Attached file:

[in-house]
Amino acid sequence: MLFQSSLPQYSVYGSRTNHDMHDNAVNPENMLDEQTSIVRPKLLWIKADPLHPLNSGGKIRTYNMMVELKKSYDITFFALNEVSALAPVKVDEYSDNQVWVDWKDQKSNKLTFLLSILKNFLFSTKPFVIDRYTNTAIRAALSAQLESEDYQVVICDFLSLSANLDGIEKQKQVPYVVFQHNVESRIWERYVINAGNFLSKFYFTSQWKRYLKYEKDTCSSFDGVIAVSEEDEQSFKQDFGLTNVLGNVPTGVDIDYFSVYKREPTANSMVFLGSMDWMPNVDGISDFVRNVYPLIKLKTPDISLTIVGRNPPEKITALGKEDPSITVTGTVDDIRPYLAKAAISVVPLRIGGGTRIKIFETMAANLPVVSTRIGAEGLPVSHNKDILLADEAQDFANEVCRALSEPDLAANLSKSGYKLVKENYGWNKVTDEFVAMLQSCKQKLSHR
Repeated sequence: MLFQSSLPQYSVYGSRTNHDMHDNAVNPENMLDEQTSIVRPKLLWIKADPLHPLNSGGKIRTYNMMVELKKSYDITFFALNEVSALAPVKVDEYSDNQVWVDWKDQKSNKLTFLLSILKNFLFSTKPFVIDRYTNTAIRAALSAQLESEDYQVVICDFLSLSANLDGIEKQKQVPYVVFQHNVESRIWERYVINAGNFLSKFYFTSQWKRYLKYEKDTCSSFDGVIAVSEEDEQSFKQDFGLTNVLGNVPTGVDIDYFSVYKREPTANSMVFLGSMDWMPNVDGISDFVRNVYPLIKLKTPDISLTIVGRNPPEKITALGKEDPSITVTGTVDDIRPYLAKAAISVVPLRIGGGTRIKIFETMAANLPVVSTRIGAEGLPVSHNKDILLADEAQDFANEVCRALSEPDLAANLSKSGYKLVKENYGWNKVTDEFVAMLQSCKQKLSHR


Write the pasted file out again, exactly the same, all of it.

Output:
[in-house]
Amino acid sequence: MLFQSSLPQYSVYGSRTNHDMHDNAVNPENMLDEQTSIVRPKLLWIKADPLHPLNSGGKIRTYNMMVELKKSYDITFFALNEVSALAPVKVDEYSDNQVWVDWKDQKSNKLTFLLSILKNFLFSTKPFVIDRYTNTAIRAALSAQLESEDYQVVICDFLSLSANLDGIEKQKQVPYVVFQHNVESRIWERYVINAGNFLSKFYFTSQWKRYLKYEKDTCSSFDGVIAVSEEDEQSFKQDFGLTNVLGNVPTGVDIDYFSVYKREPTANSMVFLGSMDWMPNVDGISDFVRNVYPLIKLKTPDISLTIVGRNPPEKITALGKEDPSITVTGTVDDIRPYLAKAAISVVPLRIGGGTRIKIFETMAANLPVVSTRIGAEGLPVSHNKDILLADEAQDFANEVCRALSEPDLAANLSKSGYKLVKENYGWNKVTDEFVAMLQSCKQKLSHR
Repeated sequence: MLFQSSLPQYSVYGSRTNHDMHDNAVNPENMLDEQTSIVRPKLLWIKADPLHPLNSGGKIRTYNMMVELKKSYDITFFALNEVSALAPVKVDEYSDNQVWVDWKDQKSNKLTFLLSILKNFLFSTKPFVIDRYTNTAIRAALSAQLESEDYQVVICDFLSLSANLDGIEKQKQVPYVVFQHNVESRIWERYVINAGNFLSKFYFTSQWKRYLKYEKDTCSSFDGVIAVSEEDEQSFKQDFGLTNVLGNVPTGVDIDYFSVYKREPTANSMVFLGSMDWMPNVDGISDFVRNVYPLIKLKTPDISLTIVGRNPPEKITALGKEDPSITVTGTVDDIRPYLAKAAISVVPLRIGGGTRIKIFETMAANLPVVSTRIGAEGLPVSHNKDILLADEAQDFANEVCRALSEPDLAANLSKSGYKLVKENYGWNKVTDEFVAMLQSCKQKLSHR